The indictment alleges that on four occasions, Eugene Boffa, Sr. and appellant Louis Kalmar, Sr., co-owners of UCI, "did cause UCI to deliver the free use for a month . . . of a 1975 Lincoln Continental . . . to Francis Sheeran . . . with intent to influence [Sheeran] in respect to his actions and duties as president of [Teamsters] Local 326, all in violation of [29 U.S.C. § 186(a) (4) & (d)]." Further, the indictment charges that Boffa and Kalmar, through All Purpose Leasing Inc., agreed to sell Sheeran the automobile at a price below its market value, also in an attempt to influence Sheeran in violation of § 186(a) (4) & (d).

C. Obstruction of Justice

The indictment charges that Eugene Boffa, Sr. knowingly turned over false and fictitious records of All Purpose Leasing, Inc. (APL) to the grand jury investigating the automobile transactions between APL and Sheeran, in violation of 18 U.S.C. § 1503.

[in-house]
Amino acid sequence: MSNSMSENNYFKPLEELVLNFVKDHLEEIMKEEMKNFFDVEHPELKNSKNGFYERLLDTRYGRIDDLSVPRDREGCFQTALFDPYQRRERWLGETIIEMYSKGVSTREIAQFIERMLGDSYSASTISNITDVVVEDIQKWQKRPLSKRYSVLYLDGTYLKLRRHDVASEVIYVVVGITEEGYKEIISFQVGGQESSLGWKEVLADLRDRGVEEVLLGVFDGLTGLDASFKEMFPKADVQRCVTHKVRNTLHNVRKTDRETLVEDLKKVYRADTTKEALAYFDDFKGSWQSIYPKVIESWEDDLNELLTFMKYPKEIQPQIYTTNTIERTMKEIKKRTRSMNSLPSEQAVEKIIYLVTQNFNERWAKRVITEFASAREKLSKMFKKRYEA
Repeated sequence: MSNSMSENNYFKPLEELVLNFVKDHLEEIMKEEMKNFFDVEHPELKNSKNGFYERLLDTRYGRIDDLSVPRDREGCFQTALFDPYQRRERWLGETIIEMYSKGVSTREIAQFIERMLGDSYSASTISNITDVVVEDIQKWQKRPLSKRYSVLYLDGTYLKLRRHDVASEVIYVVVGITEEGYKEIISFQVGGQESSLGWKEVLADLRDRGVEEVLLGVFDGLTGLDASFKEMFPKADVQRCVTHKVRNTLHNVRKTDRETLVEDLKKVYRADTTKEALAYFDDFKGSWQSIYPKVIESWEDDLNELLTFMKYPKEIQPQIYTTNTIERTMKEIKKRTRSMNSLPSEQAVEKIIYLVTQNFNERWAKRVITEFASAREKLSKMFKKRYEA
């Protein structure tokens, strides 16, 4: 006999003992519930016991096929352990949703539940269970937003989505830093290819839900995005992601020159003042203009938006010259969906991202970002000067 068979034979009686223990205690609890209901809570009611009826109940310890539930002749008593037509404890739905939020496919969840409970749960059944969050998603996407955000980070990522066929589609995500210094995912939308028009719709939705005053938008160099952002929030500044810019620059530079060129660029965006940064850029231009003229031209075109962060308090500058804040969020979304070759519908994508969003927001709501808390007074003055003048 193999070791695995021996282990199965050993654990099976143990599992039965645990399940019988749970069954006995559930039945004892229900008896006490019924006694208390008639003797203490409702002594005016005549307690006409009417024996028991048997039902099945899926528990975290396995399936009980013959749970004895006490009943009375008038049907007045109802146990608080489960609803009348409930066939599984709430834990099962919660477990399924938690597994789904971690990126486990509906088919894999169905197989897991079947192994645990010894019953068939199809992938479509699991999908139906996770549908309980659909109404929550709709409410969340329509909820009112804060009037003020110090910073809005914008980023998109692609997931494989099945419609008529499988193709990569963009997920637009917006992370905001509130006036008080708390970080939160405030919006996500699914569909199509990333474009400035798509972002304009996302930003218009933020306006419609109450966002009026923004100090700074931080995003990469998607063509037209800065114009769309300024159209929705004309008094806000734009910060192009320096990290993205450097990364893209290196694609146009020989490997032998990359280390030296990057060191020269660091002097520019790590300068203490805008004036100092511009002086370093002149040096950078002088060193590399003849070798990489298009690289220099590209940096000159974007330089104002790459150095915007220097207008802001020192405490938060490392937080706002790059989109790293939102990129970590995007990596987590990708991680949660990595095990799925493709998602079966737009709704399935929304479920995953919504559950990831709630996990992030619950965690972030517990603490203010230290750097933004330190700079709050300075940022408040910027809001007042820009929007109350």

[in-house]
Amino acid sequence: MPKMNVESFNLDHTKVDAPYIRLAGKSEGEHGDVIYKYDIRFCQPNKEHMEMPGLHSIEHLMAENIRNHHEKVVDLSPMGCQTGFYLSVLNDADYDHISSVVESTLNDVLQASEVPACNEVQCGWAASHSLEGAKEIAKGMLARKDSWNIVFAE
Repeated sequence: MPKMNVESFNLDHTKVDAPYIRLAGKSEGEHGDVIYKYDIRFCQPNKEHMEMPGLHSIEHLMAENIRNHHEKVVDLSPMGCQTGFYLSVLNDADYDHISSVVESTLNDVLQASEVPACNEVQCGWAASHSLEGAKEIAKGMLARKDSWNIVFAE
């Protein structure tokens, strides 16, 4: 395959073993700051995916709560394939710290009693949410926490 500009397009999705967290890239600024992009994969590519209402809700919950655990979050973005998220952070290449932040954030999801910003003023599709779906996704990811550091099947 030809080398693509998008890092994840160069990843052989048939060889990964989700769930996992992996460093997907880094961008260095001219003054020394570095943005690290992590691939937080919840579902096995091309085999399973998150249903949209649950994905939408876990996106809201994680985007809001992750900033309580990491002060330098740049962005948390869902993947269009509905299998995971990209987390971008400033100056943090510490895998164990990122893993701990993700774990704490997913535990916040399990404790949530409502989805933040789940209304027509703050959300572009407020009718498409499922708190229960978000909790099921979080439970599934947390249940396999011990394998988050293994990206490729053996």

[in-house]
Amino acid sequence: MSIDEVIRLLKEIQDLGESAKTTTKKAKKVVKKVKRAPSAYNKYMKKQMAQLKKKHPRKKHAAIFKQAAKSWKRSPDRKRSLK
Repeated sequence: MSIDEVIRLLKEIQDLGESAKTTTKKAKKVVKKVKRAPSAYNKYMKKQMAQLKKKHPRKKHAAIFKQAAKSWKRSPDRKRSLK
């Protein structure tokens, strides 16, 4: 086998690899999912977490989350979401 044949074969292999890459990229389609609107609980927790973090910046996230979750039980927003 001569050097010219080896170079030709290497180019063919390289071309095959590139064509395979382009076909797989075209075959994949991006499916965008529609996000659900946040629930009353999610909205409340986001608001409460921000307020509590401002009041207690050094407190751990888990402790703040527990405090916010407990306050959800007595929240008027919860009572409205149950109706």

D. The Jury Verdict

The jury, which recorded its findings as to each predicate act on a summary verdict sheet, convicted all four appellants of the conspiracy and substantive RICO counts. Eugene Boffa's RICO convictions were based on the following predicate acts: ten mail fraud violations in connection with the labor switch at Inland Container, five Taft-Hartley violations arising out of the lease and sale arrangement with Sheeran, and one violation of 18 U.S.C. § 1503. Chandler Lemon's RICO convictions were based on ten mail fraud violations, also in connection with the Inland switch. Five mail fraud violations in connection with the labor switch at Continental Can supported Robert Boffa's RICO convictions, and four Taft-Hartley violations in connection with the automobile lease arrangement with Sheeran supported Louis Kalmar's RICO convictions. The jury found that appellants owned at least part of the various corporations listed in the indictment, and thus that these interests were subject to forfeiture pursuant to 18 U.S.C. § 1963(a). After the jury verdict, the district court sentenced appellants to terms of imprisonment ranging from eight to 20 years, imposed fines of up to $47,000, and ordered that appellants forfeit to the United States their interests in the corporations associated with the enterprise.*fn3